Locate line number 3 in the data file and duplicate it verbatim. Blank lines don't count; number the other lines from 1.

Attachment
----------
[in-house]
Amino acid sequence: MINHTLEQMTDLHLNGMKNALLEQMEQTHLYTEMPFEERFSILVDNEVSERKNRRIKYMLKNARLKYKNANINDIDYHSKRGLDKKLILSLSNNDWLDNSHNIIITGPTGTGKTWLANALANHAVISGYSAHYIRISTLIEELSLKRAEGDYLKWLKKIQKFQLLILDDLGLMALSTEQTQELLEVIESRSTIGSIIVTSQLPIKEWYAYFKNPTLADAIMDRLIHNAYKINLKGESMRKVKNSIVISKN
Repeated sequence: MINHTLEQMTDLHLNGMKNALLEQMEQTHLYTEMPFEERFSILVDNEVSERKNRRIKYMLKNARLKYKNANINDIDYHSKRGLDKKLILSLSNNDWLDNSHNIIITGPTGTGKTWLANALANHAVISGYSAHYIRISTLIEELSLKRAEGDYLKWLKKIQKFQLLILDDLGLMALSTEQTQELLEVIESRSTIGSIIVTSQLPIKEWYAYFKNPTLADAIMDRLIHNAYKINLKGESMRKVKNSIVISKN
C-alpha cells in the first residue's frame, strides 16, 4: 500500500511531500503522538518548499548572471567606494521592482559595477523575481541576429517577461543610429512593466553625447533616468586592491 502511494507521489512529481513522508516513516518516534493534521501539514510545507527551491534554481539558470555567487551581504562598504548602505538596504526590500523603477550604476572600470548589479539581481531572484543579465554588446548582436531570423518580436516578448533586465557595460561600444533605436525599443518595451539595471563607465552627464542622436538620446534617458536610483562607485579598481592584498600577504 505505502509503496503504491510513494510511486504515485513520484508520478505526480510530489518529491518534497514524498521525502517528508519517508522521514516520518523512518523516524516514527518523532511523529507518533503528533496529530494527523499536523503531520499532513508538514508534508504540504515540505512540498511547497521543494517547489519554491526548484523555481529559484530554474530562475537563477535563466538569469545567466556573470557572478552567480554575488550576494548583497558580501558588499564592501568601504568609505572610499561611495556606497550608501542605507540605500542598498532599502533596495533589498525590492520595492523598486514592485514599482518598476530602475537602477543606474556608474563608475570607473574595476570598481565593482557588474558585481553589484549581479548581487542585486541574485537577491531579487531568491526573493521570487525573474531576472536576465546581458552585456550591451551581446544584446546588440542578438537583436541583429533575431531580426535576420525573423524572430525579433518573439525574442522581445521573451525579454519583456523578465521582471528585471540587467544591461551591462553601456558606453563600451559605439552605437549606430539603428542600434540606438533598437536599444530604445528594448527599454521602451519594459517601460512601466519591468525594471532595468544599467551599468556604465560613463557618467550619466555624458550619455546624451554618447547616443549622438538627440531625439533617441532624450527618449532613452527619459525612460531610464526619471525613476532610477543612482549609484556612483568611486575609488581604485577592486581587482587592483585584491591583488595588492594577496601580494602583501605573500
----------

Repeated sequence: MINHTLEQMTDLHLNGMKNALLEQMEQTHLYTEMPFEERFSILVDNEVSERKNRRIKYMLKNARLKYKNANINDIDYHSKRGLDKKLILSLSNNDWLDNSHNIIITGPTGTGKTWLANALANHAVISGYSAHYIRISTLIEELSLKRAEGDYLKWLKKIQKFQLLILDDLGLMALSTEQTQELLEVIESRSTIGSIIVTSQLPIKEWYAYFKNPTLADAIMDRLIHNAYKINLKGESMRKVKNSIVISKN